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‘Mad Men’ finale review: Don Draper at one with his ads

By Robert Bianco | Gannett News Service

Spoiler alert: This review contains details from Sunday night’s series finale of “Mad Men.”

Small, odd show; small, odd finish.

Or maybe it was a big show: It’s hard to say, which is just one of the many fascinating aspects of “Mad Men.” The show’s impact on AMC and on basic cable was undeniably huge in that it proved those networks were as capable of creating great dramas as were their more profligate premium competitors. It was also a show that dealt with big themes, from sexism in the workplace to the clash that dominated Sunday’s series finale: The battle between who we are and who we want to be.

Yet it never drew a big audience, and it seldom expanded its reach beyond the small part of the American experience that was its essential, period domain. Where other shows shouted, “Mad Men” tended to be quiet and self-contained — which made its occasional grand gestures, from its treatment of President Kennedy’s assassination to its lawnmower massacre, all the more shocking.

More than anything, it was show that went its own, sometimes eccentric way. And that, in what should not be any great surprise, is the path creator Matthew Weiner followed to the end with an episode that sent Jon Hamm’s Don Draper to a California retreat center with Anna Draper’s niece Stephanie — a minor character whose prominence in the finale was almost guaranteed to provoke fits in some viewers.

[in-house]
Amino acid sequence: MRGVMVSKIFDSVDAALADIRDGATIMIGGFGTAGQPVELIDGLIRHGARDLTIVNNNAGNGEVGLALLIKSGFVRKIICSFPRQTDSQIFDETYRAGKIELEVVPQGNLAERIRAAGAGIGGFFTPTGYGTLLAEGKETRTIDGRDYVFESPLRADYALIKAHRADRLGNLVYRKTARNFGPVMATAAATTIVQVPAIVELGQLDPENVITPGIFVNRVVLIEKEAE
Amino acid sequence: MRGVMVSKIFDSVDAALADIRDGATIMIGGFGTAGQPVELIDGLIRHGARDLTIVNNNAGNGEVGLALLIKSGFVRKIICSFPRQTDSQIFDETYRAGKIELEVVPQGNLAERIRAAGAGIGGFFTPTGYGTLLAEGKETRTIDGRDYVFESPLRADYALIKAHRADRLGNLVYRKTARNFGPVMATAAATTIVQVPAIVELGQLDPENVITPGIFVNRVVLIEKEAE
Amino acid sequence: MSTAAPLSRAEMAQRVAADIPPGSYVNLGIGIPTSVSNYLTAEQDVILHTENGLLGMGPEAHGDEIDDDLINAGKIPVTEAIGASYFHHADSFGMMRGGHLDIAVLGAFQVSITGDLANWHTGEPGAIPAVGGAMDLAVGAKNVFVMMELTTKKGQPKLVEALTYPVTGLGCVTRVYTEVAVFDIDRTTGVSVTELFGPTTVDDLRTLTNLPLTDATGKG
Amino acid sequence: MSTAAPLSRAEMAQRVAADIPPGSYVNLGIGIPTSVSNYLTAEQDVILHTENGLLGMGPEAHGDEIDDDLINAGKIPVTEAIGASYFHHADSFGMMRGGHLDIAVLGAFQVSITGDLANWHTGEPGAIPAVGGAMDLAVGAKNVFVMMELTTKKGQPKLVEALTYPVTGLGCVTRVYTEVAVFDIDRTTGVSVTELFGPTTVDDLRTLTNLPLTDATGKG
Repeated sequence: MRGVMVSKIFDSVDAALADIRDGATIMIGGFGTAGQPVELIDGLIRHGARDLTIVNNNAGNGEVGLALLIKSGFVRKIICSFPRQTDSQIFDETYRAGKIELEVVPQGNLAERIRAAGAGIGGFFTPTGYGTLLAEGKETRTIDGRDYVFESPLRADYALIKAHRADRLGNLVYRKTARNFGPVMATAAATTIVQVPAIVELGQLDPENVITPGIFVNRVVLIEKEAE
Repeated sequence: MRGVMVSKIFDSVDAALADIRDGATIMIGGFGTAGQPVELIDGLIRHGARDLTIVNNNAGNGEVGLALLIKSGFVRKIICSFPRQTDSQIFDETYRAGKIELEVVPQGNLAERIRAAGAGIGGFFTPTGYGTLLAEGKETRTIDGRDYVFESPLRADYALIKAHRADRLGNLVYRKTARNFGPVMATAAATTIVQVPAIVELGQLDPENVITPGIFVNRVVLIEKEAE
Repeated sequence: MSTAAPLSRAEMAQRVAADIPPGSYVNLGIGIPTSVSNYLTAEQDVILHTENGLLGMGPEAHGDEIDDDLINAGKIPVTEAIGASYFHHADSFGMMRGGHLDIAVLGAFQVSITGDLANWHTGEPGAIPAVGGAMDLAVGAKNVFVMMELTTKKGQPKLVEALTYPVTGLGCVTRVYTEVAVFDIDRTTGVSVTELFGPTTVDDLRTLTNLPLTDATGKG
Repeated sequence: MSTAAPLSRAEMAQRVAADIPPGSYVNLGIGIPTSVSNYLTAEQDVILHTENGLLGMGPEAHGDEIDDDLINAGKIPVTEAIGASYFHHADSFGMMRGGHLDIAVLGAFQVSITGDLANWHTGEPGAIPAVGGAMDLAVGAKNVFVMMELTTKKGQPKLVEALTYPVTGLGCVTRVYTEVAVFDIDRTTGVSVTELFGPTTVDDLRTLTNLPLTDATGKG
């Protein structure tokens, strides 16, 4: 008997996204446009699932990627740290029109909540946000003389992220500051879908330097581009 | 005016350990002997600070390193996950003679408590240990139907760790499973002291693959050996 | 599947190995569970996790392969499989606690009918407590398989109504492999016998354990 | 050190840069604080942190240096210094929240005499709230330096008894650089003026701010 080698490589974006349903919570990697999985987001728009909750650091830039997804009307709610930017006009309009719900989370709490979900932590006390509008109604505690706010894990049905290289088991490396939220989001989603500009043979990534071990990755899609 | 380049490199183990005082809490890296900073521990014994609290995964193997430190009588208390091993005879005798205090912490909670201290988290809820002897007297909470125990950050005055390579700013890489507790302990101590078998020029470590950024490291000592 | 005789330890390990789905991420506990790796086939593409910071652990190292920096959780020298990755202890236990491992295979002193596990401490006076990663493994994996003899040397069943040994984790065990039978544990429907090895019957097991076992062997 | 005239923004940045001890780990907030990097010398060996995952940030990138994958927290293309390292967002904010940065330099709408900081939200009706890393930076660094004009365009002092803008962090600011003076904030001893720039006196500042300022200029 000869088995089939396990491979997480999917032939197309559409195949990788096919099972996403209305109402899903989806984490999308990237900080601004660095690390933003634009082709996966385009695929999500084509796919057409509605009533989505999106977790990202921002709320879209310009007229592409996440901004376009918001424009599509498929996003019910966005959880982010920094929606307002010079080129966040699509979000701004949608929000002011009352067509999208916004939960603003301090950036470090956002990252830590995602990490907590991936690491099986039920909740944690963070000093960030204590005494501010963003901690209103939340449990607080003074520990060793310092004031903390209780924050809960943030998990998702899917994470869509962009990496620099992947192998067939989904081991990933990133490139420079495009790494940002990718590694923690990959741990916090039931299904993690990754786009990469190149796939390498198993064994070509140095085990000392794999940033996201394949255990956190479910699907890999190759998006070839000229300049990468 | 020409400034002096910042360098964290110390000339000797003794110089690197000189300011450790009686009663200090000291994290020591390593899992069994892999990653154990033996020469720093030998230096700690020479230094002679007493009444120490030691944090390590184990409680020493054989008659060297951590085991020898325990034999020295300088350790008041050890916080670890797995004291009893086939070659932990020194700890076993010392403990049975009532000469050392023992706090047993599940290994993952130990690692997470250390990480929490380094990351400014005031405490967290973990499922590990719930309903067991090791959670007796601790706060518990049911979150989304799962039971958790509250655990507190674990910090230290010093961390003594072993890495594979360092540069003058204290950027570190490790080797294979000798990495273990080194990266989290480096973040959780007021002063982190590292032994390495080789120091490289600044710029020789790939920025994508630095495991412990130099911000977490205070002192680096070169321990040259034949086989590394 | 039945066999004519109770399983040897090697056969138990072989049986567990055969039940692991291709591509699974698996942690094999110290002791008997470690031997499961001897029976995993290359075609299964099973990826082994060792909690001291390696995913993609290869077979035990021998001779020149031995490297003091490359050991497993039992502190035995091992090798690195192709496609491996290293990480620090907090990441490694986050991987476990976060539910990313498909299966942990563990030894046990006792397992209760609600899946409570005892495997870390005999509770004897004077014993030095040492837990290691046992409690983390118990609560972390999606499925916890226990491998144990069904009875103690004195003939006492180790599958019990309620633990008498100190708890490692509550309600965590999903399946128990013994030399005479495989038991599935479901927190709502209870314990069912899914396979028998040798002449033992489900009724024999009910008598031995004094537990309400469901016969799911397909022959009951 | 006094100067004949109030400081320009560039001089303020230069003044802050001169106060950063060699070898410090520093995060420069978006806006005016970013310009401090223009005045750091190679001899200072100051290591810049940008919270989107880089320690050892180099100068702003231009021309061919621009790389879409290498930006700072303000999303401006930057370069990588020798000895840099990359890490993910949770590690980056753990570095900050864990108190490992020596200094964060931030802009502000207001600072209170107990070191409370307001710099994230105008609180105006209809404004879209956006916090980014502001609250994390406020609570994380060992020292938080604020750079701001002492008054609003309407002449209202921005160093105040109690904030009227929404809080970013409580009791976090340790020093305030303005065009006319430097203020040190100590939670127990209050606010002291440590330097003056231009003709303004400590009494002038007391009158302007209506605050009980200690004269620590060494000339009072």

But of course, she wasn’t there because Weiner suddenly had some urge to do “The Story of Stephanie.” She was there to spark a final crisis for Don, to force him to tell Peggy “I’m not the man you think I am,” to break him down and bring him to tears, a scene Hamm handled with his customary grace and skill.

“Mad Men”, however, has never just been about Don — and has never just been about men. Which is a good thing, because in many ways, the most interesting stories Sunday belonged to four women: Joan, Peggy, Betty and Sally.

For Betty, the episode marked her final goodbye to Don, done over the phone, as Don was off in his own world for the entire episode. For Sally, it was marked by her realization that she now had to be the parent to her siblings that her own parents could not be.

For Joan, it was a final (and in her case wise) choice of career over romance, as she dropped the boyfriend who tried to pressure her out of starting her own, sure to be successful company. And finally there’s Peggy, who made the opposite choice: rejecting Joan’s offer of a business partnership and accepting, instead, Stan’s offer of love.

And let’s just say the way that proclamation of mutual adoration played out might have been harder to buy were viewers less fond of Peggy — and less willing to give the show the benefit of the artistic doubt. I thought it was lovely, but then I’m a sucker for happy endings.

As for our hero, well, those who were convinced he would not outlive his series were mistaken: “Mad Men” ended with Don Draper alive and possibly well. He was last seen smiling in a yoga pose chanting “ommmm” as the scene shifted into the famous “I’d Like to Teach the World to Sing” Coke commercial: the ad man finally at one with his ads. It was a conclusion that was simultaneously hopeful and unsettling, happy and sad, somewhat surprising and very, very odd.

And just maybe, fitting.